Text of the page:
`Fruitvale,’ `Blood Brother’ Win Sundance Awards
PARK CITY, Utah -- The dramatic film "Fruitvale" and the documentary "Blood Brother" won over audiences and Sundance Film Festival judges.
Both American films won audience awards and grand jury prizes Saturday at the Sundance Awards.
"Fruitvale" is based on the true story of Oscar Grant, who was 22 years old when he was shot and killed in a public transit station in Oakland, Calif. First-time filmmaker Ryan Coogler wrote and directed the dramatic narrative.
"This project was about humanity, about human beings and how we treat each other; how we treat the people that we love the most, and how we treat the people that we don't know," the 26-year-old said as he accepted the final prize of the night. "To get this award means that it had a profound impact on the audience that saw it, on the people that were responsible for picking it up. And this goes back to my home, to the Bay Area, where Oscar Grant lived, breathed, slept, loved, fought, had fun, and survived for 22 years."
Fox Searchlight founder and Sundance juror Tom Rothman said "Fruitvale" was recognized for "its skillful realization, its devastating emotional impact and its moral and social urgency - and for anyone out there who thinks for one second that movies don’t matter and can’t make a difference in the world.
"This will not be the last time you guys walk to a podium," he added.
Coogler said he felt personally connected to the story because he’s from Oakland and was born the same year as the subject of his film.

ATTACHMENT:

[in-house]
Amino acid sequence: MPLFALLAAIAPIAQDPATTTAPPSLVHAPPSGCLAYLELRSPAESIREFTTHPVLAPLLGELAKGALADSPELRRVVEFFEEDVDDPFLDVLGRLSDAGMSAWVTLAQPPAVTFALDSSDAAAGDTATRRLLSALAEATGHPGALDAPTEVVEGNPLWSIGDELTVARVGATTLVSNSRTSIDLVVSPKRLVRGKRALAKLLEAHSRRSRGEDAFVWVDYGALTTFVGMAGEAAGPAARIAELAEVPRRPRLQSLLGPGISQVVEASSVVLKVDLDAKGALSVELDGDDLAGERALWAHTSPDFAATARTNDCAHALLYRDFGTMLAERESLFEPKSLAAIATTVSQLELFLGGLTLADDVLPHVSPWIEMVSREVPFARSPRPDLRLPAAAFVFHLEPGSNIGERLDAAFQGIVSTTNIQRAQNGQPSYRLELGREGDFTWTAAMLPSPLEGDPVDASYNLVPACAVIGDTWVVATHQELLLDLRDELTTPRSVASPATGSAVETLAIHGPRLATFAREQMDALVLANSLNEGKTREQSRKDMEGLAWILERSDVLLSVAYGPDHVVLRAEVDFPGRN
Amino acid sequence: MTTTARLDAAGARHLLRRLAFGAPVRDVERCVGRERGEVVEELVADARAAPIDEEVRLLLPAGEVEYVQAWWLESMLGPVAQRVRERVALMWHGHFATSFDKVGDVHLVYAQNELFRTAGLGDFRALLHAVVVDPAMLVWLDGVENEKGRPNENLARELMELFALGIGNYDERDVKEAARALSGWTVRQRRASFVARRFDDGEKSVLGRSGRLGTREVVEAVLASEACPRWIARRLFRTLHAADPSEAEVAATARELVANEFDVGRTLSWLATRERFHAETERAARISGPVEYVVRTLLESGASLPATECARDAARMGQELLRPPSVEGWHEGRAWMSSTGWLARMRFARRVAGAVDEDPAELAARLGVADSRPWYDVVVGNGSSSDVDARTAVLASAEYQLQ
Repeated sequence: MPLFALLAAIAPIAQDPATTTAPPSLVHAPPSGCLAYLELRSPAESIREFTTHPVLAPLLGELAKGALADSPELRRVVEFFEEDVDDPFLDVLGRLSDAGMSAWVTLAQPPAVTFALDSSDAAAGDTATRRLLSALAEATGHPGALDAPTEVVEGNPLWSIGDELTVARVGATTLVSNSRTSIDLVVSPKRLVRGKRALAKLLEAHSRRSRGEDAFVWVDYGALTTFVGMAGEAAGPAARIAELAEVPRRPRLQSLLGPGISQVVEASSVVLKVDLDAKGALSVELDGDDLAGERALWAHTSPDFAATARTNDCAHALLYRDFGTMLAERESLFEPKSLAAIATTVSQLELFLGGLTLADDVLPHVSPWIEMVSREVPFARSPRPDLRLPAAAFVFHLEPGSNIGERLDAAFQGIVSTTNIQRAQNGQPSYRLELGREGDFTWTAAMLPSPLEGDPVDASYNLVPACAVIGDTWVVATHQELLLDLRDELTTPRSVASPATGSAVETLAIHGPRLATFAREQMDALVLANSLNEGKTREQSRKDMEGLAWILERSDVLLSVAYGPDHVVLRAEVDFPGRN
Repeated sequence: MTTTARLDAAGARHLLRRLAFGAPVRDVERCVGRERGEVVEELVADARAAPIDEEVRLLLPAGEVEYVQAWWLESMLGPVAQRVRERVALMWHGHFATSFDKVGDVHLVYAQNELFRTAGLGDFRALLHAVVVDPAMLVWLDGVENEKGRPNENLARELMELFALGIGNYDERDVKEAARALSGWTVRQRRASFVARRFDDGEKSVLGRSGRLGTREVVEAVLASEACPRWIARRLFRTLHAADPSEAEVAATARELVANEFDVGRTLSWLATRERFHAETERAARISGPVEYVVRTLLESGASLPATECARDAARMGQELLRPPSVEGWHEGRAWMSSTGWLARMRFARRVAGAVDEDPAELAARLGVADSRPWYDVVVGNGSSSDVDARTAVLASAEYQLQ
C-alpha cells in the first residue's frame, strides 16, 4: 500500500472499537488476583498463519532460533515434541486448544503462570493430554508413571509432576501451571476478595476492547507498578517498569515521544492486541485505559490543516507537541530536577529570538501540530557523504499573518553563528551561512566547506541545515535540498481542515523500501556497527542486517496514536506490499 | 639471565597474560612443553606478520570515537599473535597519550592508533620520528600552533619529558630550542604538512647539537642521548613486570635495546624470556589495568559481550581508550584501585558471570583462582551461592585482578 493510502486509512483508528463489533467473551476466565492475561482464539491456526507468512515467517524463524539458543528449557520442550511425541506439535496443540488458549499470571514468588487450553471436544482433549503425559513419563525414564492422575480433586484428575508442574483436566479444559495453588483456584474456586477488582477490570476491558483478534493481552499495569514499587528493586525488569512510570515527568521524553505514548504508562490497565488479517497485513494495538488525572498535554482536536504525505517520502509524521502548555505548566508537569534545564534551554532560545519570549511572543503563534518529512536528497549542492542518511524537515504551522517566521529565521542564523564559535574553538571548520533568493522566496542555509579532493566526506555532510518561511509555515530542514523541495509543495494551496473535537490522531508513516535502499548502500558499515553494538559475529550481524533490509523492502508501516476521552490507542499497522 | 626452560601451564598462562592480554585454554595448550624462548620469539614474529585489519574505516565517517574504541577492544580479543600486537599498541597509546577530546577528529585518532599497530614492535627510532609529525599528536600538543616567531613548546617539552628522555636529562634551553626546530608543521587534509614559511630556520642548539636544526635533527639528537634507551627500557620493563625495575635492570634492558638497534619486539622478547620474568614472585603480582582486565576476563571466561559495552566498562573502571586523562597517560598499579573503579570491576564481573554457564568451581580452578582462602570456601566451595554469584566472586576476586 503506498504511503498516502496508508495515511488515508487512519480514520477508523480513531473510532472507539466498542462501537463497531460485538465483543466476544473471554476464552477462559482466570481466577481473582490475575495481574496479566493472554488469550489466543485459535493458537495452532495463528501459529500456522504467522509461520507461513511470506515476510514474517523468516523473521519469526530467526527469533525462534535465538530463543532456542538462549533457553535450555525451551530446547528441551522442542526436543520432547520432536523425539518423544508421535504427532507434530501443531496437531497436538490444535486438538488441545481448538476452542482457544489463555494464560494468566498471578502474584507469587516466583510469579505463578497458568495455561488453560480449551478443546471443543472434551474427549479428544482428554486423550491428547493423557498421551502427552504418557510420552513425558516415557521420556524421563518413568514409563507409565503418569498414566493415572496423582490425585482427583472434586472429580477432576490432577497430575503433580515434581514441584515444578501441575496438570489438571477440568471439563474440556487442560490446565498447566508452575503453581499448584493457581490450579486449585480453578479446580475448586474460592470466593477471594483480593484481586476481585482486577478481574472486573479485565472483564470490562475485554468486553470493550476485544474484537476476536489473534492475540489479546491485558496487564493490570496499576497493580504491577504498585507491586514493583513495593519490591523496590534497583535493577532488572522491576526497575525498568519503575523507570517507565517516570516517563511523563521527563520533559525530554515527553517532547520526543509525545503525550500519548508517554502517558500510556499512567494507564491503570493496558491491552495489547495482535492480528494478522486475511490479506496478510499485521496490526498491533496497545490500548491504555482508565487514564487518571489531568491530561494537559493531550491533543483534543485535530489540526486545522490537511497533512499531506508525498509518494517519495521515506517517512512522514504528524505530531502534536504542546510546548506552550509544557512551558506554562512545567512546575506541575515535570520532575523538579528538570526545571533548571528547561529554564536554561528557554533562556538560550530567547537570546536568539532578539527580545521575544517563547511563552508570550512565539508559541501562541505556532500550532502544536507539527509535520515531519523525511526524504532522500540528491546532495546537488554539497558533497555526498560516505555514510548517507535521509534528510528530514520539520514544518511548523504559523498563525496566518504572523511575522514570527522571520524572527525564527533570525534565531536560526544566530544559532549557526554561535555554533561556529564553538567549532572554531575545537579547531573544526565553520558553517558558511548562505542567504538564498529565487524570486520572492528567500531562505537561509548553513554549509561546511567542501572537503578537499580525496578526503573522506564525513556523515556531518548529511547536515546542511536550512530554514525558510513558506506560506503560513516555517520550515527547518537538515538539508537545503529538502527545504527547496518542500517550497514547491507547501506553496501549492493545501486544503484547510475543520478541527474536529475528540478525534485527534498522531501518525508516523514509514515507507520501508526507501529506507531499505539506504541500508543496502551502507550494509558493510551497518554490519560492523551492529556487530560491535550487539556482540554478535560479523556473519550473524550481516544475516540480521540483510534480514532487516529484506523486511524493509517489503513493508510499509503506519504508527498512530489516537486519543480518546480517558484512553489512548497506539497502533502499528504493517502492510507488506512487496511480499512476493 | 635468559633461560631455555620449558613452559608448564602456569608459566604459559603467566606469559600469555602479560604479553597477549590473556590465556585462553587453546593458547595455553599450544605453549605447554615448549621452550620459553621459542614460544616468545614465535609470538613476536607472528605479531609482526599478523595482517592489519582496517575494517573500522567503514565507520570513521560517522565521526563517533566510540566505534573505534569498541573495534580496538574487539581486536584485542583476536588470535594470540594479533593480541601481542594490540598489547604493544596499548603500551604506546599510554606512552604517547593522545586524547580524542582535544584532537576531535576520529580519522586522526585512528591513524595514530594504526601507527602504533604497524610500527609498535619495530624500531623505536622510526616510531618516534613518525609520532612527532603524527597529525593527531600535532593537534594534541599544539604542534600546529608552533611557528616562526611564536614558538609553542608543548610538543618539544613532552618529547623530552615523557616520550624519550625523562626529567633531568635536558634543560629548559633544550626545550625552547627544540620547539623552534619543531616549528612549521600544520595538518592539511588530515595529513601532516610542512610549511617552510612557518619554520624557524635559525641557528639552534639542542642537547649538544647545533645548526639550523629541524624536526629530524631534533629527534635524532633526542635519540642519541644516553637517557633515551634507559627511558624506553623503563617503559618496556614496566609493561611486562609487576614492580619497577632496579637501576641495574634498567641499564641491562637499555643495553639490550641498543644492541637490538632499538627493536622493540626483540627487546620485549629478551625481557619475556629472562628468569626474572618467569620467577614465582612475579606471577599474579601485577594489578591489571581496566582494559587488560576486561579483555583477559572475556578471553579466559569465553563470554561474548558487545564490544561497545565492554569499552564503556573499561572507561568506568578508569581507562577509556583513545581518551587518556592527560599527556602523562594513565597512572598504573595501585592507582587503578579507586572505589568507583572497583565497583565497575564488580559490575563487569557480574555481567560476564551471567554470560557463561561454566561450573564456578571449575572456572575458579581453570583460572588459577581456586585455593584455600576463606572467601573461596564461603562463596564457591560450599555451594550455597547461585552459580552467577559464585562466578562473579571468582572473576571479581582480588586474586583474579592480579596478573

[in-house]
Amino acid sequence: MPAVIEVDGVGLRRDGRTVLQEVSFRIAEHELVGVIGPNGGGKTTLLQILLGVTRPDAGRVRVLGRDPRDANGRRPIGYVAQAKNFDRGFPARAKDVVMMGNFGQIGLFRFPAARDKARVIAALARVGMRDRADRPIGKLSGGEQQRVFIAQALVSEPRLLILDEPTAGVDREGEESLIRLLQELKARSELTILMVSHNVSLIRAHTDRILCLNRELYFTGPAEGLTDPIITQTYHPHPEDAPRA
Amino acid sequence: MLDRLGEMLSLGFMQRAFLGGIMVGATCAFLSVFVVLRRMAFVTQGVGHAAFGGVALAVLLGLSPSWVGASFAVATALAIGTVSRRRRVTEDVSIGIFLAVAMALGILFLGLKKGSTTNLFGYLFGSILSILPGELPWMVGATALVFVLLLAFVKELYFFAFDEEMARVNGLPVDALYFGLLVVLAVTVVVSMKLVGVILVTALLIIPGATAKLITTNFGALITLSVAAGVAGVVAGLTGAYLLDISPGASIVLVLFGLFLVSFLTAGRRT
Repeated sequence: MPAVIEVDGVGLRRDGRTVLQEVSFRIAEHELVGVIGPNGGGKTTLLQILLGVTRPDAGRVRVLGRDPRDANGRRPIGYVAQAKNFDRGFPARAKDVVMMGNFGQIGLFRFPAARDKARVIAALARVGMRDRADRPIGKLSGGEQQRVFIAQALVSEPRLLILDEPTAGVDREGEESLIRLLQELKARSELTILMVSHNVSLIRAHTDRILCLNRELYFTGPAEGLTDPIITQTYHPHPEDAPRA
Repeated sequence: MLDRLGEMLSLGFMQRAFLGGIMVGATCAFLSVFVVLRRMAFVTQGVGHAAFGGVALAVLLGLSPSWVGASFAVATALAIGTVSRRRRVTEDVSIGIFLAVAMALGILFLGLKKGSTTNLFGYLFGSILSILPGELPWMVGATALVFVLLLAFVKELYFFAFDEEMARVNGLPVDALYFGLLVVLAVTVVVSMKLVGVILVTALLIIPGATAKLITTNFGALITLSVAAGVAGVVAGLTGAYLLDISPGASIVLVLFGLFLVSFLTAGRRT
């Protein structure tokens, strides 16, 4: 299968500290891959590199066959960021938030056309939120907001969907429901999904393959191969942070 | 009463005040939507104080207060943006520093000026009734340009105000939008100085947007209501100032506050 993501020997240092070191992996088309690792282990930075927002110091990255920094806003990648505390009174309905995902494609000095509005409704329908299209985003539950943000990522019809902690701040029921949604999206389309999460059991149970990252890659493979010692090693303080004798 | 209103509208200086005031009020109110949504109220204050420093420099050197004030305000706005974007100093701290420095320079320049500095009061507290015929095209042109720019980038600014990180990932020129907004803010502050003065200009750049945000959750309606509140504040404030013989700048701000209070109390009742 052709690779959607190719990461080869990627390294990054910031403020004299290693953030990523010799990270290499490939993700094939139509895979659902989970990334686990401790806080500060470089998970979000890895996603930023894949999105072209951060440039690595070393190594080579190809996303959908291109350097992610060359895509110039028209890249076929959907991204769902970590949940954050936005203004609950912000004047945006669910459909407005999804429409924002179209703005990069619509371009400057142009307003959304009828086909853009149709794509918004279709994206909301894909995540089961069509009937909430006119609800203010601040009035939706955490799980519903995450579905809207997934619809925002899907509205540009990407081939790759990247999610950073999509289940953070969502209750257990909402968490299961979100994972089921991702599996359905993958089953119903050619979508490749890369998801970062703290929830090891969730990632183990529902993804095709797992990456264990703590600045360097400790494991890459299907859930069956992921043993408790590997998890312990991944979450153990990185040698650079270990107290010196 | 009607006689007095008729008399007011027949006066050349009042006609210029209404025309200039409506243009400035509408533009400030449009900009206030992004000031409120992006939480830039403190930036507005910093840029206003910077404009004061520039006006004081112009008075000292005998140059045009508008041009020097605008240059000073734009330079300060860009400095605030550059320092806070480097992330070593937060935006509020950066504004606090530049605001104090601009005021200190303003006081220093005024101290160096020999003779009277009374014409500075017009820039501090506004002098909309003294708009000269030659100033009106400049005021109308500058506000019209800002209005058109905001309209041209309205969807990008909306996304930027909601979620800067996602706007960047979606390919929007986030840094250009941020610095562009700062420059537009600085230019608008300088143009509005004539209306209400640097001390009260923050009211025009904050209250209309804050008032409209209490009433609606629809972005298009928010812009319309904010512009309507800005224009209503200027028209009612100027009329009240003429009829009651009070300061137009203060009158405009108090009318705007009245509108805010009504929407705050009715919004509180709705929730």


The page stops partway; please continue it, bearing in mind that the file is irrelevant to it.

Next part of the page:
"So I’m the same age, same demographic. So when I saw the footage, initially I was heartbroken, frustrated, and the biggest thing was that Oscar looked like us, you know what I mean?" he said. "He looked like any one of my friends - could have been me, could have been them, and these situations happen again and again."
The U.S. documentary winner, "Blood Brother" follows a young American, Rocky Braat, who moved to India to work with orphans infected with HIV.
"This means so much to so many kids," director Steve Hoover said as he accepted the award.
Other dramatic winners at the ceremony hosted by actor-director Joseph Gordon-Levitt included Lake Bell, who accepted the Waldo Salt Screenwriting Award for her directorial debut, "In A World," and Jill Soloway, who won the directing award for her feature debut, "Afternoon Delight."
Soloway thanked Bell and the other "lady directors" making their debuts at the festival.
"I feel like we all crossed the street together holding hands," she said. "We’re all out there together exposing ourselves and I love being here with you guys."
Cinematographer Bradford Young was recognized for his work in two dramatic films, "Ain’t Them Bodies Saints" and "Mother of George."
Documentary winners included Zachary Heinzerling for directing "Cutie and the Boxer" and Matthew Hamachek for editing "Gideon’s Army."
The Cambodian film "A River Changes Course" won the grand jury prize for international documentary, and a narrative film from South Korea, "Jiseul," claimed the grand jury prize for dramatic world cinema.
Having a film at Sundance serves as a stamp of approval, Coogler said.
"Audiences trust this film festival more than any other festival in the country," he said, "and they know if a film plays here, it’s a film that should be seen."